Is It WRONG To Submit Your Brazilian Jiu-Jitsu Instructor?

Is It WRONG To Submit Your Brazilian Jiu-Jitsu Instructor?

Photo by Daria Kochetkova Photography. IG: Tebezvonu.

After you’ve been training for quite some time, there will come a moment or two when you’ll – to your surprise – have an opportunity to tap out your BJJ instructor. Your chance will be there… But should you go for it?
In other words: isn’t it kind of wrong to tap out your Jiu-Jitsu instructor? Should you do it or not, out of respect?



Okay, let’s get that question out of the way first. No, it’s not wrong to tap out your BJJ instructor. It’s just a part of the whole Brazilian Jiu-Jitsu game that all of us „play“. Everyone gets tapped out, at least every once in a while.
Your instructor is no different. He can get tapped out by others, and no matter how good he may be (even if he is a world champion), there are still other, potentially better Jiujiteiros who can catch and submit him. And, as you get better, you’ll find opportunities to do the same to him.

Don’t become cocky, however. Don’t celebrate, but be respectful about it and continue to roll. You might’ve just gotten lucky. Or your instructor might have been letting you work.
Take a bit of pride in the fact that you’re getting better, but stop at that. Keep rolling.



But what if your BJJ instructor gets angry if you tap them out? Or if they have, in one way, shape or form, made it clear that they „aren’t to be messed with“?
In that case, it’s not you who has the problem. It’s your instructor who has it.

You see, your instructor should ultimately be happy that you tapped them out! It should bring joy to them, as it means that you’re getting better, that you’re making progress, and that you’re learning well. Additionally, it’s a testament to the fact that they’re teaching you well and that their knowledge is being spread to others in an worthwhile manner.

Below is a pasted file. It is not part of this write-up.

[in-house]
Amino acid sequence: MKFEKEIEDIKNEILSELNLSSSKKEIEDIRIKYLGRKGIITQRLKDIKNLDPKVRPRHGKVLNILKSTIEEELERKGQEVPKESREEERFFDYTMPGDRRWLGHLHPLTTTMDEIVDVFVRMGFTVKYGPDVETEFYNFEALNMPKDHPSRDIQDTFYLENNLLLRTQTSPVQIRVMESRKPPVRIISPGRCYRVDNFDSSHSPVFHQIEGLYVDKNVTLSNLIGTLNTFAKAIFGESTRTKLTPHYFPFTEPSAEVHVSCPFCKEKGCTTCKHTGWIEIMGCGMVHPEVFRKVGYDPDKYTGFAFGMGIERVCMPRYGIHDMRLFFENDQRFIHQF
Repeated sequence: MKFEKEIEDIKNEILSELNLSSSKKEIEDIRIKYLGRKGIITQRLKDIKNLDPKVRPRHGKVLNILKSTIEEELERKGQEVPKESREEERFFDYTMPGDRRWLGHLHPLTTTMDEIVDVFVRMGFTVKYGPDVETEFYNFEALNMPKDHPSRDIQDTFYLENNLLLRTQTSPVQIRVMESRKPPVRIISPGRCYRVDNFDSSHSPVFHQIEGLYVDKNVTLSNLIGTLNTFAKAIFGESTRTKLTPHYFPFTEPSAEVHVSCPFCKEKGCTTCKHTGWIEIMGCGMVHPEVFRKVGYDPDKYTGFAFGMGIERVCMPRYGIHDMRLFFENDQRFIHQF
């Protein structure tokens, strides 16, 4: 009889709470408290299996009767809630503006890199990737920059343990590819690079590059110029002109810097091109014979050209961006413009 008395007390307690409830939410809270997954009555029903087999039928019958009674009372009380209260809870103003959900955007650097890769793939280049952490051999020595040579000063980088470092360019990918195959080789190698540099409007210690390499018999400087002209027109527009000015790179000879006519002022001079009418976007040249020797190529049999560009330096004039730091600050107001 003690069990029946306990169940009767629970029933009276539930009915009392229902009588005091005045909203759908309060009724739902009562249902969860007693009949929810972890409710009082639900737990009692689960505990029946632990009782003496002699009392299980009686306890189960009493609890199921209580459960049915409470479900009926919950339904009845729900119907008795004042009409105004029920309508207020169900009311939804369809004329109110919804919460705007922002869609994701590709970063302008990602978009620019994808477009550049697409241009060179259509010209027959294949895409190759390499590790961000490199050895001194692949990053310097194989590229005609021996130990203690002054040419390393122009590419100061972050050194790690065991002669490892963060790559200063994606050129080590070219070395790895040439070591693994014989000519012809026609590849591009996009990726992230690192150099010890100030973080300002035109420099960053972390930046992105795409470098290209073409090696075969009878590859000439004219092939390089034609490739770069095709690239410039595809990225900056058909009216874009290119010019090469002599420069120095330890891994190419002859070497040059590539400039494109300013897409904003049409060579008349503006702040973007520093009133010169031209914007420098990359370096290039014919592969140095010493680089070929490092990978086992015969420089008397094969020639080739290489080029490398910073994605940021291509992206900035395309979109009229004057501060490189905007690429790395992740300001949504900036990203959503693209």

It also means that they’re forced to become better, too! For, as you grow into a more formidable Jiujiteiro, they’re going to have to elevate their efforts as well. In turn, it will help them make more progress.

Therefore, you should definitely go for the tap. If your BJJ instructor gets angry or tells you that you’re doing something wrong… Then they probably have an ego problem and it might be a good idea to think if that’s the right academy for you.



Ultimately, getting tapped out shouldn’t be a big deal. It’s just a part of the sport, after all. And it shouldn’t hurt your feelings – but it should be viewed as a lesson in what you could get better in.
But it’s up to you to decide if you’ll take that lesson to heart and actually get better. Or if you’ll get resentful, bitter, and possibly arrogant about it… Not learning anything in the process.

Your BJJ instructor is human, too. And he’s facing this sort of a choice quite often. Sure, sometimes he might fail at making the right decision (as everyone does), and that is okay. But if he’s consistently grumpy about his students getting better – then that’s a no-brainer. You should leave that academy as swiftly as possible.
And that might be the most important message here. Everyone should seek to make everyone else better in Jiu-Jitsu. The ones who are not seeking to do that, but are only looking for an ego boost, should by all means not be in your company.

Go for the tap. It’s for the better.

Use the kimura to move around the body and flow into submissions and dominant positions with the Cobrinha Kimura Trap System from Rubens Charles!

  • Rubens “Cobrinha” Charles is one of the best Brazilian jiu-jitsu competitors ever, with 5 Black Belt IBJJF World Championships, 4 ADCC World Championships, and years of elite success.
  • Lock on kimura traps from top, bottom, or standing with Cobrinha’s advic on this valuable submission lock.